The Microsoft Band is dead, with all traces of the fitness tracker wiped from the company's online store, and a Microsoft source confirming to Wareable that the Band 2 is discontinued.
The tip-off was made to Mary Jo Foley of ZDNet, who was shown that the Band was removed from the Microsoft Store overnight. Furthermore, a Microsoft source (who asked to stay anonymous) told Wareable that the Band 2 was "definitely discontinued". This doesn't necessarily mean the end of the line for the Band range altogether, but it's not looking good.
Microsoft told Wareable in a statement:
"We have sold through our existing Band 2 inventory and have no plans to release another Band device this year. We remain committed to supporting our Microsoft Band 2 customers through Microsoft Stores and our customer support channels and will continue to invest in the Microsoft Health platform, which is open to all hardware and apps partners across Windows, iOS, and Android devices."
The Microsoft Band 2 information page is currently still up, but click through to buy one from the store and you won't find what you're looking for. We also enquired with one Microsoft retail store, where a rep told us that they hadn't any in stock and no plans to replenish.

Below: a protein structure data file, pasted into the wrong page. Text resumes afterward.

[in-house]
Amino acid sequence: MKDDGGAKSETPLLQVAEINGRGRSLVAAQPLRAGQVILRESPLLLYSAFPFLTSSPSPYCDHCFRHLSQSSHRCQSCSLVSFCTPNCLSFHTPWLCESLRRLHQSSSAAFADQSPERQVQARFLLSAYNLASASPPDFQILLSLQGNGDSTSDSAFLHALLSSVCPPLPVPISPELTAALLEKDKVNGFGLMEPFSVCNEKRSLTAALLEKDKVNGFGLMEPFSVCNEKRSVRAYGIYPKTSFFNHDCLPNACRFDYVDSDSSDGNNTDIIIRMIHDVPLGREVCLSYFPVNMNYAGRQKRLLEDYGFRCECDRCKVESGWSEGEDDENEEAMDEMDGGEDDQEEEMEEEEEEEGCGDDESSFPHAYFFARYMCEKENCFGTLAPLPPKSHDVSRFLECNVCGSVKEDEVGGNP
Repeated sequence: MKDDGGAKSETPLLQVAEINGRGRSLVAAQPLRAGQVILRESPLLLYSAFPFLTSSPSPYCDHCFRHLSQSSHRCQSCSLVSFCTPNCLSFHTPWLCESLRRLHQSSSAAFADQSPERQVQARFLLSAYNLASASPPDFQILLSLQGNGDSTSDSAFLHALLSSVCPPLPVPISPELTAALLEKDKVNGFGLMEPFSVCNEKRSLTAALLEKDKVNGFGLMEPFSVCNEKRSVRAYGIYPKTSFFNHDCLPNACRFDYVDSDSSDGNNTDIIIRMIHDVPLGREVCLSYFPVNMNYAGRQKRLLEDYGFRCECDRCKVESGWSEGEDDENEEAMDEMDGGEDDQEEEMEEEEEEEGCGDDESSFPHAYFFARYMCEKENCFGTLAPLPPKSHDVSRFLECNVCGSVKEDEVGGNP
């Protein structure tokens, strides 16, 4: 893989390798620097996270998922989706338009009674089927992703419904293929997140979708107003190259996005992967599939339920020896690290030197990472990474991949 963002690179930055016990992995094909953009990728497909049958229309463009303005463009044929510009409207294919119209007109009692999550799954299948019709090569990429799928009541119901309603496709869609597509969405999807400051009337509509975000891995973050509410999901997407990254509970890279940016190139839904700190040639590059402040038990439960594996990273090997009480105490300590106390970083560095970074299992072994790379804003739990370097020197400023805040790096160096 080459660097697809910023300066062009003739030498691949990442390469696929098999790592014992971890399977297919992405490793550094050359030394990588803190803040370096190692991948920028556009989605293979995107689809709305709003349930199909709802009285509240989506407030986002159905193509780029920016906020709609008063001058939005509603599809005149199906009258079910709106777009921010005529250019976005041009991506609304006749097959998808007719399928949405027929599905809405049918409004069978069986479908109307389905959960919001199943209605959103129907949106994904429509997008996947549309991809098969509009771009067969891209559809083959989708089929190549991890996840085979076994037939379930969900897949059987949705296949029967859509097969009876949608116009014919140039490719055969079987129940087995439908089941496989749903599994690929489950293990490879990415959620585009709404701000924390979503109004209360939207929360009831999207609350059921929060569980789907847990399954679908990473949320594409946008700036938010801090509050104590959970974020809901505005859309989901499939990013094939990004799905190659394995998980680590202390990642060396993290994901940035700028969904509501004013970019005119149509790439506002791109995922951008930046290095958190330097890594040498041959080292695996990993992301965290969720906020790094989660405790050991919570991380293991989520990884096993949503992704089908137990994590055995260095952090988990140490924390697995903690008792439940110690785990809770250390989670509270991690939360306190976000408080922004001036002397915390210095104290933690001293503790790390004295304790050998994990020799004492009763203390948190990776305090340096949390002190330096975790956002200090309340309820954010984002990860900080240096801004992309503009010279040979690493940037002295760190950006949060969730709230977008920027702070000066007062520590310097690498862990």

Some third-party retailers are still stocking the tracker, but its total absence from Microsoft's store, along with its confirmation of no Band 3, makes us wonder if this is it for the Band brand entirely. We hope not, however.
Read next: Fitbit Charge 2 v Fitbit Blaze - which one is for you?
Microsoft said that it remains committed to supporting existing Band owners and "will continue to invest in the Microsoft Health platform", although the software development kit has also been taken down, so while Microsoft may continue to support Band, app developers won't be able to build anything new for it.
It's a shame to see it go, and we still hope that Microsoft may reveal something else down the line. However Foley also claims that some of the Band hardware team members have moved onto other projects, which isn't a promising sign.
Of course Microsoft is still investing in wearables in other ways, with both HoloLens and its partnership between Xbox and the Oculus Rift. The Microsoft Band held a lot of promise with its feature set, but was hampered by bad design - something the second iteration didn't quite fix. Maybe we'll never know what could have been.
How we test